Revised Dam Design Revealed at ORCA Open House


ORCA and Hatch design engineers were on hand last week to connect back with the community about the changes to the Millbrook Dam rehabilitation project scheduled to start this fall.  The presentation revealed several improvements that were appreciated by residents who dropped in to see the new drawings.

One of the main changes is the reduction in the width of the new design which shows a spillway width of only 26 metres instead of the original 30 but the most striking change in the plan stems from the shift in the water flow.  In the new design, the water that spills constantly will do so on the eastern side of the spillway instead of in the centre.  This change will help maintain the river health because it retains the existing water movement.  This discharge pattern is also better for the fish. During periods of high water, the flow will spread over the entire surface of the dam to ensure a timely discharge of the excess water. The plan will also maintain the current sounds and feeling of the existing waterfall over the dam.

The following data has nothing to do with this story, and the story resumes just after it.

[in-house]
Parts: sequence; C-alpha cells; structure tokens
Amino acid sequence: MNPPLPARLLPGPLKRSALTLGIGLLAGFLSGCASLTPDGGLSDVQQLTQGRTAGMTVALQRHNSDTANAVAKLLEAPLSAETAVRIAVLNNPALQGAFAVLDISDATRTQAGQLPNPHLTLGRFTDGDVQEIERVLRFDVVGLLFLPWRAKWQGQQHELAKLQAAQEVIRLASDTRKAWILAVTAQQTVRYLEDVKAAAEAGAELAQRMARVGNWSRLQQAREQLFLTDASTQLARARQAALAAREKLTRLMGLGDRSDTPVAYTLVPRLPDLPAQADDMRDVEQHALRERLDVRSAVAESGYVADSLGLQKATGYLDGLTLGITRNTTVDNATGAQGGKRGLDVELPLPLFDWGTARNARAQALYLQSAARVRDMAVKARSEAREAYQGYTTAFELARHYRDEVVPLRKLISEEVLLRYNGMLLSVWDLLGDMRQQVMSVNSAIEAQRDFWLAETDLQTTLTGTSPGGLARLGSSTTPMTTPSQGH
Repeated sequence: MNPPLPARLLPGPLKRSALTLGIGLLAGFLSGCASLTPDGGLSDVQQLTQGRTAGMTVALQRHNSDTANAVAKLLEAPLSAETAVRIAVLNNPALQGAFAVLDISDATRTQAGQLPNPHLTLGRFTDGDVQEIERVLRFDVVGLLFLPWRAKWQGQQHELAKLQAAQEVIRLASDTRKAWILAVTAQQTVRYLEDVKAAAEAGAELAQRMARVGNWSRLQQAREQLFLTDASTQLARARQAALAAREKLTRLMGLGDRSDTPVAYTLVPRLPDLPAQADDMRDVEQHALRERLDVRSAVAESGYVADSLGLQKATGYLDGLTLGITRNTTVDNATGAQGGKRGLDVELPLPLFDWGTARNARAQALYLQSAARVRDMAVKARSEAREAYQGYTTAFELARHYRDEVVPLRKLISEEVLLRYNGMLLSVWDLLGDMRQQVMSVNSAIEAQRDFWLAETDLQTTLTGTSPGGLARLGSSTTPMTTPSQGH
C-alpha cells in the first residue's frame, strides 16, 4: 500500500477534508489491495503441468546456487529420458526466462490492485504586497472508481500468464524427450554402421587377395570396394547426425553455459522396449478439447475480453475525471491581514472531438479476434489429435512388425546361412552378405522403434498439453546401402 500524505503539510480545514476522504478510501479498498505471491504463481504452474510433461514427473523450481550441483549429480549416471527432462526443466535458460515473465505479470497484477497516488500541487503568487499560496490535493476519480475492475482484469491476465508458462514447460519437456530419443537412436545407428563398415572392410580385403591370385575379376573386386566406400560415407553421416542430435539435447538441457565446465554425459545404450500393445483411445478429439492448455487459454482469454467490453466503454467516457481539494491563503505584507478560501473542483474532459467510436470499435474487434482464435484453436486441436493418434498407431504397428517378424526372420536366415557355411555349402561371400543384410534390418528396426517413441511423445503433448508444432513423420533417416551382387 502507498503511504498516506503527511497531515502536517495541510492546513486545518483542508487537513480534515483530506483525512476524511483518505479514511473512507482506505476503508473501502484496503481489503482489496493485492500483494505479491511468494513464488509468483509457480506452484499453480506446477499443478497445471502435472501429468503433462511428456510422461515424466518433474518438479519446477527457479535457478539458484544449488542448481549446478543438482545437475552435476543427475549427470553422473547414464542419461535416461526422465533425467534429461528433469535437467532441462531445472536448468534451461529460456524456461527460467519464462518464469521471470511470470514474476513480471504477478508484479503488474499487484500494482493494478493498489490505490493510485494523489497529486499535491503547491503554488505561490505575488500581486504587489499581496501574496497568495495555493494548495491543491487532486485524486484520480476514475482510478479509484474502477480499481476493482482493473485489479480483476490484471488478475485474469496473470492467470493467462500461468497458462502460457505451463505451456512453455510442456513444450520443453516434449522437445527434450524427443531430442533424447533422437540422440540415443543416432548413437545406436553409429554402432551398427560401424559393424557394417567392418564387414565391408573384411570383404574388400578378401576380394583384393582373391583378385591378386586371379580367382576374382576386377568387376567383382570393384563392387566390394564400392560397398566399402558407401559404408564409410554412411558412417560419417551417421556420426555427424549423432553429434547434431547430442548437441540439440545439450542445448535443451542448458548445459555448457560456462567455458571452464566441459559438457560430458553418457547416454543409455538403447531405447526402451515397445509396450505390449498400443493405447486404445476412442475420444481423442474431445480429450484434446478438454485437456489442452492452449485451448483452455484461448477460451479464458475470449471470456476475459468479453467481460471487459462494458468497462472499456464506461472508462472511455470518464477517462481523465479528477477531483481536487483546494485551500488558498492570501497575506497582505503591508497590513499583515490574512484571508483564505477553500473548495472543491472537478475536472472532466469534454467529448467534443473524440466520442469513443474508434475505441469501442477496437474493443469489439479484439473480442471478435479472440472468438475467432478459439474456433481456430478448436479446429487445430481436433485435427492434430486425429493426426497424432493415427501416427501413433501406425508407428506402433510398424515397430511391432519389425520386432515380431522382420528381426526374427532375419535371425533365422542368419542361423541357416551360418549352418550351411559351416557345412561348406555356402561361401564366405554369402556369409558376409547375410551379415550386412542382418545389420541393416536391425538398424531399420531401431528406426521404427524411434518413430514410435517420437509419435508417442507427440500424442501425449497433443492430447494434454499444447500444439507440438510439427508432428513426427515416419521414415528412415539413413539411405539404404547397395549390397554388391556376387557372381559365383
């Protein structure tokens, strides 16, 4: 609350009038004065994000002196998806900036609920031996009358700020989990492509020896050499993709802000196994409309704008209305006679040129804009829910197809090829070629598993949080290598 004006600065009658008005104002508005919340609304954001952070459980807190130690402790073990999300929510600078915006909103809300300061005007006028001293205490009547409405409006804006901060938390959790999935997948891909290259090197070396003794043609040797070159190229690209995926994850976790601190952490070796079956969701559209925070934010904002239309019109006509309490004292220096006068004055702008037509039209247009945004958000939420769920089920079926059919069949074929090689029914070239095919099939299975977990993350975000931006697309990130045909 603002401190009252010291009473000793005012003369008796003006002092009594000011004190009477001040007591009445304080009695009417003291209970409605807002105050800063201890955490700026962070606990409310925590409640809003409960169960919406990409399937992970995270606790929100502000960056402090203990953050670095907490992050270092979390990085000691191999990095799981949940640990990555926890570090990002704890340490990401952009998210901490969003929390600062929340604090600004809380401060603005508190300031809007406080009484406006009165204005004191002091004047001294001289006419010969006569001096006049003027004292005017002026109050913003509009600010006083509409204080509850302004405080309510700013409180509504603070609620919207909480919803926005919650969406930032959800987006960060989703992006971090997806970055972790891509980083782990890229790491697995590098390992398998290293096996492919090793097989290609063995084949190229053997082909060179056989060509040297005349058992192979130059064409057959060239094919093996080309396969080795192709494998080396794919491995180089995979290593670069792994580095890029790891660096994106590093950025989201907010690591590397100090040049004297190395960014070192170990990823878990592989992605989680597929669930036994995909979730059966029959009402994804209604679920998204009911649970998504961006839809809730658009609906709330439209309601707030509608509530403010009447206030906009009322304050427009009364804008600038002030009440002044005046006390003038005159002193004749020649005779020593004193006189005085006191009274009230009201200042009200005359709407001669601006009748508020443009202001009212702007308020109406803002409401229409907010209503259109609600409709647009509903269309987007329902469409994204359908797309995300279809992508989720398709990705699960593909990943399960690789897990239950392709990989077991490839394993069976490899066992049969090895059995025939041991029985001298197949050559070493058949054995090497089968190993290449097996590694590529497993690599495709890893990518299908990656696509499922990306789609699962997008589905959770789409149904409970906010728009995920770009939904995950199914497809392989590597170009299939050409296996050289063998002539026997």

Consideration has been given to the surface treatment appearances as well.  The retaining walls on the eastern side of the dam will be formed from textured concrete, and the railings will be made of weathered steel.  The two metre wide walkway over the dam will consist of an open grate to allow the rain and snow to fall away, but there will be a solid strip in the centre for pet comfort.

Celia Hunter, member of the Dammillpond Group has been the main voice of the community in this project, has lobbied hard to ensure that the millpond is retained instead of drained.  Critical to keeping the millpond has been the issue of rebuilding the dam.   Requirements are that it measures up to today’s standards and the group welcomed the support from ORCA and the federal and provincial governments for the construction of a new dam.  At last week’s Open House, group members were pleased to see the reduction in the span of the weir and the visual enhancements that tie the modern structure to the historic mill.  The group takes this as a win, having met their objective of keeping the pond, the mill and a dam.

The timeline for the project remains unchanged, with the project tender scheduled for this spring and an anticipated start date for construction around Thanksgiving.  KG

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